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By James Owen

Cutting checks to 171 million Americans is no easy logistical undertaking. It gets harder when you don’t have direct deposit information for as many as 110 million.[1] That challenge is why you’ve probably tried to check the status of your refund on the IRS tool, or seen articles explaining why you were left out of the first, or second, wave of direct deposit checks.

These trackers and articles are helpful in the short term. However, they miss the bigger, long-term challenge for the financial system: the federal government has increased use of electronic funds transfers and unbanked individuals don’t have bank accounts. As such, it’ll be harder for the most financially vulnerable to get the economic assistance they need.

Nationally, 7 percent of American families are unbanked, and 20 percent are underbanked. As we’ve explained before, being unbanked comes with a unique set of challenges. In this case, it means extra steps and delays before you can use your money.

So far, the US Treasury has either direct deposited or mailed approximately 100 million checks.[2] Most of these checks were sent in mid-April as direct deposits to the bank account you listed on your 2018 or 2019 tax returns. In the past two weeks, the Treasury has begun mailing about five million paper checks each week.

Despite this progress, there are critical gaps in the financial system that are delaying or completely derailing money from getting to the people.

While the unbanked and underbanked will likely still get their money, it will probably not be as expeditious as a direct deposit. For a group that already tends to be lower income, that $1,200 check could be the lifeline to maintaining housing, getting groceries, or keeping the internet on for at-home school instruction.

Similarly, as many as 10 million people – including disabled persons and students – may not even be in the IRS system because their income is lower than $12,200. Therefore, by law, they don’t have to file taxes.[3]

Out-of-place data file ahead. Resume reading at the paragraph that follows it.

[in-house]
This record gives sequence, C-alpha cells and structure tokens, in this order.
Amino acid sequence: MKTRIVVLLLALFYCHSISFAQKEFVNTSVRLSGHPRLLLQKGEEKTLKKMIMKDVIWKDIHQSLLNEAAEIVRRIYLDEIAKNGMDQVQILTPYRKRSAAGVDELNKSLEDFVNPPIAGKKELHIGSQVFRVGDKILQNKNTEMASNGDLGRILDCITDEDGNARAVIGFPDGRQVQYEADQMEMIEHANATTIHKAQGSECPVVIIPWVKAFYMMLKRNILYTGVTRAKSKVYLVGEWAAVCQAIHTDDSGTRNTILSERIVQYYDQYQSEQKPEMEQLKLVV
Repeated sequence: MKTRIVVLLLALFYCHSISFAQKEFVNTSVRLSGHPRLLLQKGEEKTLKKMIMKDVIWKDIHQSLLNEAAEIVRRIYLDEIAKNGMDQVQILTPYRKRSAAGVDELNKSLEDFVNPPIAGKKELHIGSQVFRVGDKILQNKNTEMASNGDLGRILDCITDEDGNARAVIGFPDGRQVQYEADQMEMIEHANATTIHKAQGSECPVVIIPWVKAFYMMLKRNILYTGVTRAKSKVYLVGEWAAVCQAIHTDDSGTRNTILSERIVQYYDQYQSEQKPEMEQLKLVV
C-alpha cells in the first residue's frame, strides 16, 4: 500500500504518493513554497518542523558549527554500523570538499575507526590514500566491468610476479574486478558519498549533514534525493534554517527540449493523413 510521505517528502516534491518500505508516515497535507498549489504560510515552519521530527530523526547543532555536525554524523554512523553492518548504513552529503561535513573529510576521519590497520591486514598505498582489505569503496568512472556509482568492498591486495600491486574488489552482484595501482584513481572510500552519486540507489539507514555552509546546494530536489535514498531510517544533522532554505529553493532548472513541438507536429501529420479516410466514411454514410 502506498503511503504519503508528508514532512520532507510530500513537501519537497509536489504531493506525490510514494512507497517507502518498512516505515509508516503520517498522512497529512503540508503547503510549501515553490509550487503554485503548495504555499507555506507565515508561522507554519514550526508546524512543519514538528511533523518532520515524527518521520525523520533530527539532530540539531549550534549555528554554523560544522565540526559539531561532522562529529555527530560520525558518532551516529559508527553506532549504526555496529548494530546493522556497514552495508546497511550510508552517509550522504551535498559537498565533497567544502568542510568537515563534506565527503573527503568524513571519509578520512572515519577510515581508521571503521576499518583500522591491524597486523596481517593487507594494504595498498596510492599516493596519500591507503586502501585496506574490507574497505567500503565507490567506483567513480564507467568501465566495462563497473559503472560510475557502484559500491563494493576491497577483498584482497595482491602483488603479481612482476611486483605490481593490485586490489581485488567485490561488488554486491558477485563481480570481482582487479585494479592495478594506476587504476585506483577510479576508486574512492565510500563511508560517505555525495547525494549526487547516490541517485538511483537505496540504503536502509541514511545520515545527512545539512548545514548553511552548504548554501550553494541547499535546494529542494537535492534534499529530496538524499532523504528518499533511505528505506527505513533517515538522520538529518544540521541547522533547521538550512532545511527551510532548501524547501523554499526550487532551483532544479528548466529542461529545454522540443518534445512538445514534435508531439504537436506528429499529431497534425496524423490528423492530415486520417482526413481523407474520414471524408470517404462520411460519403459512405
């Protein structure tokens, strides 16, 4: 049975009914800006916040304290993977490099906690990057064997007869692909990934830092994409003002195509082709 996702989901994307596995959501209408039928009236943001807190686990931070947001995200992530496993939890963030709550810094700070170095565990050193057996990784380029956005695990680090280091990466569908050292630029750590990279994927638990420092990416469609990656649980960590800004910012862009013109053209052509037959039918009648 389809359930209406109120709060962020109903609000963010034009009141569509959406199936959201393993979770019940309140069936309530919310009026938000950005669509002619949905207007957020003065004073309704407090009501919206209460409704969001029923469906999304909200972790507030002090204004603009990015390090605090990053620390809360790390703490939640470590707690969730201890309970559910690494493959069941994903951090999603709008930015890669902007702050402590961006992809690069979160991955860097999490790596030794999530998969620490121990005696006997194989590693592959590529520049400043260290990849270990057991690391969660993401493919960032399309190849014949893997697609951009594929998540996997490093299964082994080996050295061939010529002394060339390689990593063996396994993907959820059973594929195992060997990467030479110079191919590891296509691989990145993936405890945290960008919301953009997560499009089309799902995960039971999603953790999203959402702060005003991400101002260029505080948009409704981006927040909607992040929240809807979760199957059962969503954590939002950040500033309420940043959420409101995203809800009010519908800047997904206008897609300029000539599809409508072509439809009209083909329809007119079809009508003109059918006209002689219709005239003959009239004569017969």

Alternative financial services also muddy the waters. Many of the underbanked pay services to do their taxes. However, as one article noted, these tax-preparation services are taken out of the tax return. To comply with regulations, the tax return is sent through a middleman account not owned by the tax return recipient before being split between the recipient and the tax preparer. Unfortunately, some of the economic assistance payments have gone to the middleman account, not to the person that might need the check because they are recently unemployed. Now, some payments are “lost” somewhere between the IRS, the middleman, and the tax preparer. They’re not in the hands of the person who needs it most.

The goal of the economic impact payment was to get money into people’s hands; Treasury Secretary Mnuchin acknowledged that “This money does people no good if it shows up in four months.”[4]

To remedy this in the short term, the IRS has a portal where non-filers can enter their information to receive a direct deposit, and Bank On Arkansas+ is conducting outreach to help connect the unbanked with low- to no-cost bank accounts so they can access economic assistance payments via direct deposit.

Bank On Arkansas + is a coalition of financial institutions, nonprofits, grantmaking organizations, and public-sector units that have partnered to help move unbanked individuals into the electronic financial system by creating special accounts designed to bank the unbanked. If you or your organization are interested in developing a Bank On Certified account, providing outreach assistance, or helping in other ways, visit to learn more and join the coalition.

Despite these short-term remedies, we’re still left with the long-term problem of ushering the unbanked and financially vulnerable into the banking system. As we continue this blog series, we will examine public policies that create barriers for the un/underbanked to fully participate in the mainstream economic system, and advocate for interventions that can help remove those barriers.  



Calculation: 88.1 Million as of April 17; IRS mailing approximately 5 million per week.